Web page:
CARVALHO: Finally, when you are translating, and as an accomplished and seasoned translator, what are the translation theories that most often come to your mind? In what kinds of situations do you feel the need to tap translation theory when you are translating? How eclectic are they? And how significant are they to your work? Will you be sharing some of this in your forthcoming book on literary translation, practice and theory?
SOTELINO: Well . . . I sometimes think about the issue of domesticating. It’s funny, because I do not consider myself a very innovative translator—in the sense of creating a text in English that will read so foreign that readers will be alienated. But I have found over the years that I do feel strongly that the originality of Portuguese language literature must be recorded in English. I am currently working on a Portuguese author, Raul Brandão, who wrote before Virginia Woolf, and whose stream of consciousness and vague narrative voice are extremely innovative. In the process of copy-editing, I’ve had to be somewhat stubborn! How can I homogenize such a creative voice? And why should I? To make him conform to some preconceived notion of what a Portuguese language author should sound like? So the timeless question of the belles infidèles does come up in my mind. I really try to make my translations both belles and fidèles. Otherwise, I must admit, I am far more influenced by linguistic theory than translation theory. Saussure’s description of sign, signifier and signified seems to me crucial to approaching translation. The translator must understand that each reader will create their own image, or sign. I am very influenced by Voloshinov, who theorized that language is not neutral, that every speech act, every word carries different connotations for different readers/listeners. Umberto Eco describes the “deep story” that the translator must respect, that is, the translator should bear in mind the fundamental message of the author in order to choose the register, vocabulary and atmosphere of the text. Viktor Shklovsky’s notion of “making strange,”that is, re-representing works of art in new environments is another theory I’ve found useful. And Walter Benjamin, who, in “The Task of the Translator,” talks about the importance of translators reading between the lines, has been fundamental. He claimed that translation is the language of philosophers—that the translated text reveals the hidden meanings behind originals. Perhaps that goes too far, but one must look for one’s friends while facing the lonely endeavor of literary translation. These theorists in a sense guide me, if only subliminally. My book is based on their work. I look at literary prose in translation, and I study what is missing, where there are differences between the original and the translation. Guess what? It turns out that in most cases, what is missing from a literary translation is crucial to the original text. For example, I translated a novel by a Portuguese author who was very fond of using the indeterminate “-se” structure, which in English, as you know, can be translated as “I,” “we,” and “one.” This is standard fare from Portuguese to English, I mean this sort of difficulty. But what happens when we ask ourselves why a particular author used such a structure? When did they use it, at what point in the work? Such is also the case with Machado de Assis’s polysemic usage—difficult to translate and leading to discrepancies between the several translators of his major works. In my book I look at these discrepancies in the context of language philosophy.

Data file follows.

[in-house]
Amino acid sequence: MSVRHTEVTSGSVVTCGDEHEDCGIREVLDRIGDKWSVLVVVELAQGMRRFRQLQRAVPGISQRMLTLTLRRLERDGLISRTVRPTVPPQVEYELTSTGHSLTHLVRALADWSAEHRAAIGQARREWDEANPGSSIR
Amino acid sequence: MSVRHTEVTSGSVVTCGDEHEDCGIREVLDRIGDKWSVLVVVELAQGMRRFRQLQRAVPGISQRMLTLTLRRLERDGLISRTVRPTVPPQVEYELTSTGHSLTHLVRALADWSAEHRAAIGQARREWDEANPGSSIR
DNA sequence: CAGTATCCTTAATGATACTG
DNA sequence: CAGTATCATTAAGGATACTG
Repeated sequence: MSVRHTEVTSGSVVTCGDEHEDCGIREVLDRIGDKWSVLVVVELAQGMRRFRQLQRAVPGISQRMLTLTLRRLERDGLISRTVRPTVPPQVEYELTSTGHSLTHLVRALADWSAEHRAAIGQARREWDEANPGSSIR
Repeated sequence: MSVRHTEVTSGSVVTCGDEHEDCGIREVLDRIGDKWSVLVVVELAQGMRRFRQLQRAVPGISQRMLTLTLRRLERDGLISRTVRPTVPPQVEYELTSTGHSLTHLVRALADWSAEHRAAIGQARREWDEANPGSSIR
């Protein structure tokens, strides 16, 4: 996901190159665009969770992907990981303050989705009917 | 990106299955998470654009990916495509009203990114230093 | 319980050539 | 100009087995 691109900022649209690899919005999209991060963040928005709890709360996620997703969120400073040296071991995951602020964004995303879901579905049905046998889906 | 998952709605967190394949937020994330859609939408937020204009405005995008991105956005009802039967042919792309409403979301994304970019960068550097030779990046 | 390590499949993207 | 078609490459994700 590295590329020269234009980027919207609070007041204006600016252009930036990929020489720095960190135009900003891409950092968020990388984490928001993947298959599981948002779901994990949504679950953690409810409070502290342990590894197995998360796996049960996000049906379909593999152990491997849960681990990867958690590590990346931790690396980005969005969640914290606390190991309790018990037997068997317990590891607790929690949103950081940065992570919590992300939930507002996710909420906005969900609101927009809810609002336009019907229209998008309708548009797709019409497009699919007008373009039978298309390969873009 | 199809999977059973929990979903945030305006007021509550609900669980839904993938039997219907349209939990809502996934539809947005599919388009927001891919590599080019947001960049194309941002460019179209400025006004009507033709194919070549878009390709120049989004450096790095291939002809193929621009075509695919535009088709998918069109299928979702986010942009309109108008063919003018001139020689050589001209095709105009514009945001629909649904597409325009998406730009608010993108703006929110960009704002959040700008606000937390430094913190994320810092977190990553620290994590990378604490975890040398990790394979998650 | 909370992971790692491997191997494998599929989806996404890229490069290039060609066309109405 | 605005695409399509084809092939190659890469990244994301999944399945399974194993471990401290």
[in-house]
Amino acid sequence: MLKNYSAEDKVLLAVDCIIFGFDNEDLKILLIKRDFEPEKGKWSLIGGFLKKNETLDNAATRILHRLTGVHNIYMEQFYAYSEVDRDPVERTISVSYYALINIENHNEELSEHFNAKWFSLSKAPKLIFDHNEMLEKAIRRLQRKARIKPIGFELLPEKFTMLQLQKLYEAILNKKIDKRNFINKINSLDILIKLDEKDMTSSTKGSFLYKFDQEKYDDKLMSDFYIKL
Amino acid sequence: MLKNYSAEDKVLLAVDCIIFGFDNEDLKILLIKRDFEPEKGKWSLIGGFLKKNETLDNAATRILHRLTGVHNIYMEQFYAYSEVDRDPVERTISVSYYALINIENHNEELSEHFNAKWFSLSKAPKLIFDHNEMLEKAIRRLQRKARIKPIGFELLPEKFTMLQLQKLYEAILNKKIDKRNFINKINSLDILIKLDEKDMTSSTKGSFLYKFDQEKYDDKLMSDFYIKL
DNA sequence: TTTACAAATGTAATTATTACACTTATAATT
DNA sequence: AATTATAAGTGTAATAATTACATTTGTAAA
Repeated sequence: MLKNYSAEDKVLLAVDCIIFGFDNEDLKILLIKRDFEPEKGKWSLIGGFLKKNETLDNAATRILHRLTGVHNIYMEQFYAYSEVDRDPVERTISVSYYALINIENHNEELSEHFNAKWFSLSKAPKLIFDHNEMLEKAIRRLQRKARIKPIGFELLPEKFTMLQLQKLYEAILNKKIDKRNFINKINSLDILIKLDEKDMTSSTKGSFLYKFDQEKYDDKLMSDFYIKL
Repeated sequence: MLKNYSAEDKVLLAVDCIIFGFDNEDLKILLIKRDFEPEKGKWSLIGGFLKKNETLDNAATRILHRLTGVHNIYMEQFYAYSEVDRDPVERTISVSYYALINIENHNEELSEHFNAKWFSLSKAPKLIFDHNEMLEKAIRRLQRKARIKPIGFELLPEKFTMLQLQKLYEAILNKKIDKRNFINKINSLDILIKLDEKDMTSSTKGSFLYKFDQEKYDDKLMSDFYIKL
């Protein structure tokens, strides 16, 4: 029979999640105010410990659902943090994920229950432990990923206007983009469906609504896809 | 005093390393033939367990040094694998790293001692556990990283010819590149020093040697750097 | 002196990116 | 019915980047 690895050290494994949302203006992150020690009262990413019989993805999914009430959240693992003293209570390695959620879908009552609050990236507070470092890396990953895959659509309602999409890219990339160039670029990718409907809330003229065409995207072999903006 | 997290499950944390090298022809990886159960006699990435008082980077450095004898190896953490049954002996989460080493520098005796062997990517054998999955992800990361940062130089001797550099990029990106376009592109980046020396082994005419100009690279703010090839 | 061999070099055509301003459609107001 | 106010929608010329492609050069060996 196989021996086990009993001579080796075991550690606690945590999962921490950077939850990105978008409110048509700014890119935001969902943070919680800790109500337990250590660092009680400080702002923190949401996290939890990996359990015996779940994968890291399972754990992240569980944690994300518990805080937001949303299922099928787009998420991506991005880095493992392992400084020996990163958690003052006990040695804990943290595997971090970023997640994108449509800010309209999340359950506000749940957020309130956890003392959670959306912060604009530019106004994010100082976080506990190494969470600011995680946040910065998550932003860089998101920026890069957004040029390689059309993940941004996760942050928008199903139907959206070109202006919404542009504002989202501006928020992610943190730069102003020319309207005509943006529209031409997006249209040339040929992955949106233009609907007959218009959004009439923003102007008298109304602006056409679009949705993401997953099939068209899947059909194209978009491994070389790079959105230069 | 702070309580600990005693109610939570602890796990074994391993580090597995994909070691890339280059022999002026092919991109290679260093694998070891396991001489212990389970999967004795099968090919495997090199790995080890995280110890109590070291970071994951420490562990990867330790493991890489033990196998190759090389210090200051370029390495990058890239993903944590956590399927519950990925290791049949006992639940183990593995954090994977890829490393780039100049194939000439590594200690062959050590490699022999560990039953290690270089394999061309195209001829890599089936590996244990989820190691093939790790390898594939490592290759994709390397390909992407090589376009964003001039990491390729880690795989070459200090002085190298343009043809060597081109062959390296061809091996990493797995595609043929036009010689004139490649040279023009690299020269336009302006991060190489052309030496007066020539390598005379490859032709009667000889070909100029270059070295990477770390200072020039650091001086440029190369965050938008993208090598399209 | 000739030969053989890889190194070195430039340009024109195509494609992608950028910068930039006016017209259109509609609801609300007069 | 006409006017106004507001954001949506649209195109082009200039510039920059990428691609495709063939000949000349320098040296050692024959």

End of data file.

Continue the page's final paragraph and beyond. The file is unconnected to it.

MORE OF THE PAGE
Again, the whole interview can be found here.